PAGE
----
Douglas joins UNHRC, you can read his thought about his experience in Greece:

There seems to be so much confusion amongst us about the difference between economic migrants, asylum seekers and refugees. Populist views would have us believe that boat-loads of people are invading Europe with the sole purpose of taking our jobs, exploiting our welfare systems, and making money. I’m concerned that it’s an opinion born out of misunderstanding and fear-mongering and it isn’t a fair reflection of the reality.

The fact is that the vast majority of people crossing the Mediterranean are escaping persecution and war. They are refugees. The people I met on the island of Lesvos – who had arrived on overcrowded, barely sea-worthy boats only a few hours before - had no option but to flee their homes. It wasn’t a choice for them – stay and likely die, or leave behind everything they have ever known and loved in order to survive.

No one chooses to be a refugee. No one hopes for war to find them, for friends and family to die, for their home to be destroyed, their education and plans for their future to be interrupted so brutally. No one wants to flee their country, scrabble together enough money from their life savings, selling possessions, borrowing from anywhere they can, to pay unscrupulous smugglers to abuse and exploit them and send them across troubled waters where thousands before them have drowned making the very same high risk journey.

The people I met have endured terrible suffering, loss, heartbreak and fear. They look to Europe for protection. They look to Europe for safety. Yet they are too often met by prejudice, ill-will, hostility, intolerance and anger. I urge people to take some time – even just 5 minutes – to look beyond the headlines and get to know one of the millions of people around the world who have been forced to flee their home. Read or watch a short film of a refugee story here on this website, talk to a refugee in your community. Take time to understand where these people – people just like you and me - have come from, the horrors they have escaped, the journey they have undertaken, the life they have to rebuild from scratch, the hopes they have for the future. I know, like me, you will recognise yourself and your family in them, and understand that refugees are not ‘other’ – they are ordinary people going through an extraordinary hardship.”


I may have accomplished one of my biggest life goals yesterday, which was to give a TEDx talk.

While I still have so much stories to share about this unforgettable opportunity, you can first access the video from yesterday’s livestream at :)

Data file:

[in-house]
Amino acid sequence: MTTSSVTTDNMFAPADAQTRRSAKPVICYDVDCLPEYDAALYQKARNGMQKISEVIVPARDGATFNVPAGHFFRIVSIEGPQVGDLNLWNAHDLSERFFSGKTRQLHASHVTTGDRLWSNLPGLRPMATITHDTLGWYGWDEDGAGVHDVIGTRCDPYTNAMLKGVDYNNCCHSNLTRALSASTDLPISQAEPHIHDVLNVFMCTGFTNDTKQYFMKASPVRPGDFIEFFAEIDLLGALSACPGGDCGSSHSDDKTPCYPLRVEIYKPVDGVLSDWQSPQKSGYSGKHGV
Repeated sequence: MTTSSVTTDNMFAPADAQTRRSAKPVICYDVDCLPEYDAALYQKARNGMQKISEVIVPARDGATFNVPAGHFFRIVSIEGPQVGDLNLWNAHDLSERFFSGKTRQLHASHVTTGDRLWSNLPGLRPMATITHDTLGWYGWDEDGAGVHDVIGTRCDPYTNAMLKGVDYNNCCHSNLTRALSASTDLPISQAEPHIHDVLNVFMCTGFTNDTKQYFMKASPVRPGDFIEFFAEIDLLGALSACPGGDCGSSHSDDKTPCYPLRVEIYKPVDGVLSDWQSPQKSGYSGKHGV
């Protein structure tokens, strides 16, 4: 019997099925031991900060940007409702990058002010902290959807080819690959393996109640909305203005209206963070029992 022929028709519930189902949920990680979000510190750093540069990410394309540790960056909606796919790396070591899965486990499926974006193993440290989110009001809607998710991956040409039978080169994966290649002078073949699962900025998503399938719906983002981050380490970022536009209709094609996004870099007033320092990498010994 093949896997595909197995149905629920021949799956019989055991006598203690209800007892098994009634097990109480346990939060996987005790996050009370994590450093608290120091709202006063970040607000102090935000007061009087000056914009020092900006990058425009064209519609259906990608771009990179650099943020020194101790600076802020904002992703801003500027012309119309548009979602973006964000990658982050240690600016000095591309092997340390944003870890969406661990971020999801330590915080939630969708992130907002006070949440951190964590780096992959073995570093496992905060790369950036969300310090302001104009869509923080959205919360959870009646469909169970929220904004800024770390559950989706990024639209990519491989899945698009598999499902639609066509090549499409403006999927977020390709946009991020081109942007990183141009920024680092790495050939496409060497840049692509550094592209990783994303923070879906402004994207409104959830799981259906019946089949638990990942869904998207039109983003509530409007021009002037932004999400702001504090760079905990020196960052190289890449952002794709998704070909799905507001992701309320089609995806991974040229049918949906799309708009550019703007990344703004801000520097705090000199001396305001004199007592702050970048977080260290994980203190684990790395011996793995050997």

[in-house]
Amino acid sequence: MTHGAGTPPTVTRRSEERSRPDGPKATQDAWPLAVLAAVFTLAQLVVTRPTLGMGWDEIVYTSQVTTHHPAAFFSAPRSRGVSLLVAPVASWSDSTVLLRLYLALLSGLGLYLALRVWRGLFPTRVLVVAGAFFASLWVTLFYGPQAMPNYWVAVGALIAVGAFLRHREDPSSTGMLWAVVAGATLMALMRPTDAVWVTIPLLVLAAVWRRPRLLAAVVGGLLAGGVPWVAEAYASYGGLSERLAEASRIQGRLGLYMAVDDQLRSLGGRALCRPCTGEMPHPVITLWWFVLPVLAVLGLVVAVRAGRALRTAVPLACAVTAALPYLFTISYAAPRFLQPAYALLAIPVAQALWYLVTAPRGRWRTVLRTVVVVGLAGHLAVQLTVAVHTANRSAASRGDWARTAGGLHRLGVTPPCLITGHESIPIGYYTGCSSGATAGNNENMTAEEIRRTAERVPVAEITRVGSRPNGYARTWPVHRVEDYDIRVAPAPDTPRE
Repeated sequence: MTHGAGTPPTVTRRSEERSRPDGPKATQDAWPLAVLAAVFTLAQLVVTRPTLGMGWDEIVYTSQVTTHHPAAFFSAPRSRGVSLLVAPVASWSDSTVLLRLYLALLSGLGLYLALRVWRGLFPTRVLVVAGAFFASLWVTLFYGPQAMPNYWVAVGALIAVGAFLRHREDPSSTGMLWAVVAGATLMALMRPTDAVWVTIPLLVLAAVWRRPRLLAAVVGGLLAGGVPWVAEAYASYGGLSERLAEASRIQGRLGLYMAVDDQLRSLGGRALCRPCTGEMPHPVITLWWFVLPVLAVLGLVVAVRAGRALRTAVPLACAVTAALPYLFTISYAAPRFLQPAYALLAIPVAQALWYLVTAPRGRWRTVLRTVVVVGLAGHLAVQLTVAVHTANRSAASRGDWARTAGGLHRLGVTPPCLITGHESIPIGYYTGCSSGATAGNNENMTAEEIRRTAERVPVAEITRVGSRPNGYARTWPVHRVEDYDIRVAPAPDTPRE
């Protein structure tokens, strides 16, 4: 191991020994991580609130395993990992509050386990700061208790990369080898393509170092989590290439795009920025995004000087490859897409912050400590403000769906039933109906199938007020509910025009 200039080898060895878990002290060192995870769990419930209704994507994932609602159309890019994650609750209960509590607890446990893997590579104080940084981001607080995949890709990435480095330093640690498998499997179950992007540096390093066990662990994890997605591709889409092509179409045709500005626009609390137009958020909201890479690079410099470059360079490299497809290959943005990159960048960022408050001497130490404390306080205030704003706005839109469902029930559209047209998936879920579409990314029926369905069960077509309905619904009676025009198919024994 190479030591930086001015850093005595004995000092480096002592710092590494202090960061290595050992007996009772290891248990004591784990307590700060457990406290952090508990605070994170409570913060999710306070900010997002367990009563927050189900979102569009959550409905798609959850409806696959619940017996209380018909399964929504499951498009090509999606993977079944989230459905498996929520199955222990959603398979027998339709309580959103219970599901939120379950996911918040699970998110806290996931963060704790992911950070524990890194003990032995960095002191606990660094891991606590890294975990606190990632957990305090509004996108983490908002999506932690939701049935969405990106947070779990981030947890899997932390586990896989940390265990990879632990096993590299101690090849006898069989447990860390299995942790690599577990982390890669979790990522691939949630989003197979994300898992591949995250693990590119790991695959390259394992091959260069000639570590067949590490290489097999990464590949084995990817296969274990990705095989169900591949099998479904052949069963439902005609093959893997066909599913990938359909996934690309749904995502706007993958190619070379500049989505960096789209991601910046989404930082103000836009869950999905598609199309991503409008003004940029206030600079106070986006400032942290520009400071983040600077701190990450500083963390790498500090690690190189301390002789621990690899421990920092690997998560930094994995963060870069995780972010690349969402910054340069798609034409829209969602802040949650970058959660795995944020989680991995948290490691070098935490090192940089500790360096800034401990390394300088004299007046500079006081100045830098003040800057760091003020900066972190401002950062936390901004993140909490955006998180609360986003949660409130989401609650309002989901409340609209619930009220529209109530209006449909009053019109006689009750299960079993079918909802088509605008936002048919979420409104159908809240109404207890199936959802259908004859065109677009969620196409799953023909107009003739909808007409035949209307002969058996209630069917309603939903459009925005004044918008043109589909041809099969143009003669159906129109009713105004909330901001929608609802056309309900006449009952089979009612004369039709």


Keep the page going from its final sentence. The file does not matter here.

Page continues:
Thank you to syoti Gian (giannicdao) and the rest of the TEDxUPM team for inviting me to be a speaker (so proud of you guys for pulling off such a successful event!), to my mentor Bianca Gonzalez, and to my manager/achi/friend Tricie who helped me weave such beautiful words (especially my creative manifesto) into an 18-minute talk. 

It’s definitely one crazy experience I’ll never forget. Here’s to ideas worth spreading and encouraging everyone to move forward and act towards finding their passion. <3


Third grader makes a compelling case for video games in schools

Do you remember being bored in class and zoning out when you were a kid? What if someone, at that moment, had thrown a video game controller into your hands?

Cordell Steiner’s third grade teacher decided that Cordell could start playing educational video games at school. In a TEDx talk delivered at the University of St. Thomas, Cordell talks about his experience, and enthusiastically advocates education through failure. Because when the shame factor is removed, classroom failure can be just as instructive as classroom success.

[Read more]


Alex’s recent TEDx Talk, “Cosmic Creativity: How Art Evolves Consciousness”, was performed at the Maui Arts & Cultural Center on January 13th, this essential twenty minutes offers a journey through Alex’s art, distinguishing phase shifts of awareness and showing how visionary icons of interconnectedness are transformative.


Former U.S. Marine Mike Hoffmann now holds a leadership position at Cornell University. In this TEDx talk, he challenges his audience to consider how climate change will impact their daily lives. Milk, wine, coffee, oysters, rainfall, etc. Pretty good way of presenting the issue. H/T, Andy Revkin of the NYTimes.